At the Border By Laurent AkninAt the Border By Laurent Aknin

in 59th Cannes Film Festival

by Laurent Aknin

William Friedkin may be best known for his classic horror movie, The Exorcist or The French Connection. Since his great period of the seventies, Friedkin directed many other films, some controversial (Cruising) , some others easily forgettable (Jade). But since the beginning of the new century, Friedkin, as an independent filmmaker, seems to have recovered the strength of a young filmmaker, with some powerful TV dramas (Seven Angry Men) and extraordinarily efficient low-budget movies like The Hunted, an action movie that is also a curious variation about the myth of Abraham and Isaac. With Bug, Friedkin has made one of his best works.

It’s a dark, edgy drama, adapted by screenwriter Tracy Letts from his Off-Broadway play. A lonely waitress with a tragic past, Agnes rooms in a run-down motel, living in fear of her abusive, recently paroled ex-husband. She begins a tentative romance with Peter, an eccentric and nervous drifter, and begins to feel hopeful again. But the husband returns and, at the same time, the first bugs arrive… The relationship between Agnes and Peter soon evolves into an escalating nightmare that may (or may not…) concern the government, covert surveillance and those mysterious bugs that burrow beneath the human skin…

With only almost one single set and five actors, Friedkin revisits all of his favourite themes: the emergence of Evil, the contamination inside a couple, the paranoia, the myth of conspiracy, all finding a strange echo since they are timeless and also totally contemporary (for example, some feedback of the war in Iraq and in the Gulf).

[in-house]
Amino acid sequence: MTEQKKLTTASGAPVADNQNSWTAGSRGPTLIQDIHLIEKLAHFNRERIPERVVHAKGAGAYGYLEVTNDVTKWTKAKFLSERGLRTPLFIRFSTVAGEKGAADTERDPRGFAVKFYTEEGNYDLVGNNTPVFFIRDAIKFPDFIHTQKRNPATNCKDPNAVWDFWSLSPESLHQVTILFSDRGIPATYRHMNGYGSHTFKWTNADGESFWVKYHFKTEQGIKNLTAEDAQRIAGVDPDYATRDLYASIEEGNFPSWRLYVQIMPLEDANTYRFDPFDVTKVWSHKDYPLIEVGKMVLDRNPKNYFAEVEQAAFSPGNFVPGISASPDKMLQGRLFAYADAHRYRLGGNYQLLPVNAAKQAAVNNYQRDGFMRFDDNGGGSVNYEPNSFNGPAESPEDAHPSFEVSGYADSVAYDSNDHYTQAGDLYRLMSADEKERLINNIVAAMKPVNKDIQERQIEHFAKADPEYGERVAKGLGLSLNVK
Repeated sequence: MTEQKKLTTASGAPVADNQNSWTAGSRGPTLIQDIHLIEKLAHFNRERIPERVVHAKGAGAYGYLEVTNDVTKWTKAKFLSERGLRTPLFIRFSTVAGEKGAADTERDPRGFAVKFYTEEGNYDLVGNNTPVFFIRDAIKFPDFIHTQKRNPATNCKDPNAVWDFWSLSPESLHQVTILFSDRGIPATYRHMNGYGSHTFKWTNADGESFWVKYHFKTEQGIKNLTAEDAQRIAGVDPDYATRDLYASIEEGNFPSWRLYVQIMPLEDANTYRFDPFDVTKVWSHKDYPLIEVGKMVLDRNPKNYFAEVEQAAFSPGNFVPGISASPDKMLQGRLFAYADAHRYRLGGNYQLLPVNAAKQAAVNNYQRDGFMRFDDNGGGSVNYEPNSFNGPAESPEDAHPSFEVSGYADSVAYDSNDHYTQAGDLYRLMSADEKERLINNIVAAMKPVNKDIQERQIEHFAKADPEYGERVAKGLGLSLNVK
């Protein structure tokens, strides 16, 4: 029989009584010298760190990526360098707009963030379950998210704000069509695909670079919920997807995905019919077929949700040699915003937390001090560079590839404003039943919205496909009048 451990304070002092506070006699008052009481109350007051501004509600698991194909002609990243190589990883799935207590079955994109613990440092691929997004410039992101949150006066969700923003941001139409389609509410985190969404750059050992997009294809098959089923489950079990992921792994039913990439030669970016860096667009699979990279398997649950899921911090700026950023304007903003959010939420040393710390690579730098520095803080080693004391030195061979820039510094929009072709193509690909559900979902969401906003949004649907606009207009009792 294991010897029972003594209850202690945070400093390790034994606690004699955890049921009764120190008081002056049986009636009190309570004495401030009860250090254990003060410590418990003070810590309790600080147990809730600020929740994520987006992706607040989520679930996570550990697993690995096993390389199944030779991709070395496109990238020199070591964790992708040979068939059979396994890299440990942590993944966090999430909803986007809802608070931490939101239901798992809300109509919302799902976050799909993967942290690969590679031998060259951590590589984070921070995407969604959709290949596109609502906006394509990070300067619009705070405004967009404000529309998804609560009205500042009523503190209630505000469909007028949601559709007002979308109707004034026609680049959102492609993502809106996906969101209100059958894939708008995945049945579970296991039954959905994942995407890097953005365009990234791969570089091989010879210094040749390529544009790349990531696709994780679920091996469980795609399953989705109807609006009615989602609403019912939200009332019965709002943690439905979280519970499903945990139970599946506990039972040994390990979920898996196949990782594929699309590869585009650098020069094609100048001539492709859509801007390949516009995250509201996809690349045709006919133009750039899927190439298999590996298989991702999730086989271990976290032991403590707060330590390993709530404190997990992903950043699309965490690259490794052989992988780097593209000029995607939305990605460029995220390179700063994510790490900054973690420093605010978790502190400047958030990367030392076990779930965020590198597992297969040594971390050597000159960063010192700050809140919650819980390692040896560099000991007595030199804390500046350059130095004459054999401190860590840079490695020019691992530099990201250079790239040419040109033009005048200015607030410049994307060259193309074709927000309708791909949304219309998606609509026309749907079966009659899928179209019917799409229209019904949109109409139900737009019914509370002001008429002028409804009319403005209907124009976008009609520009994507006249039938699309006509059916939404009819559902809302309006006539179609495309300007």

The film doesn’t provide any easy answers to the questions it poses. It’s almost impossible to tell where it’s going, what will happen in the next scene, or what the next movement will be. In this way, the spectator became himself paranoid, since everything seems at once insane and logical. The husband seems dangerous (he is), but maybe he has the right to be angry; the speeches of Peter seems logical, then became delirious – but, suspiciously, the psychiatrist (a new kind of exorcist) is much too kind and knows too much about Agnes.

The tension starts at the very beginning, with a large shot from the sky, until the climactic nightmare, deep inside the minds of two traumatised and erratic human beings. At the border between psychological drama and horror movie, Bug is a fascinating and restless experience. We must add that not a single bug is shown in the entire film (except, maybe, in a very fast “flash” shot that’s almost impossible to identify). But in the end you will see them.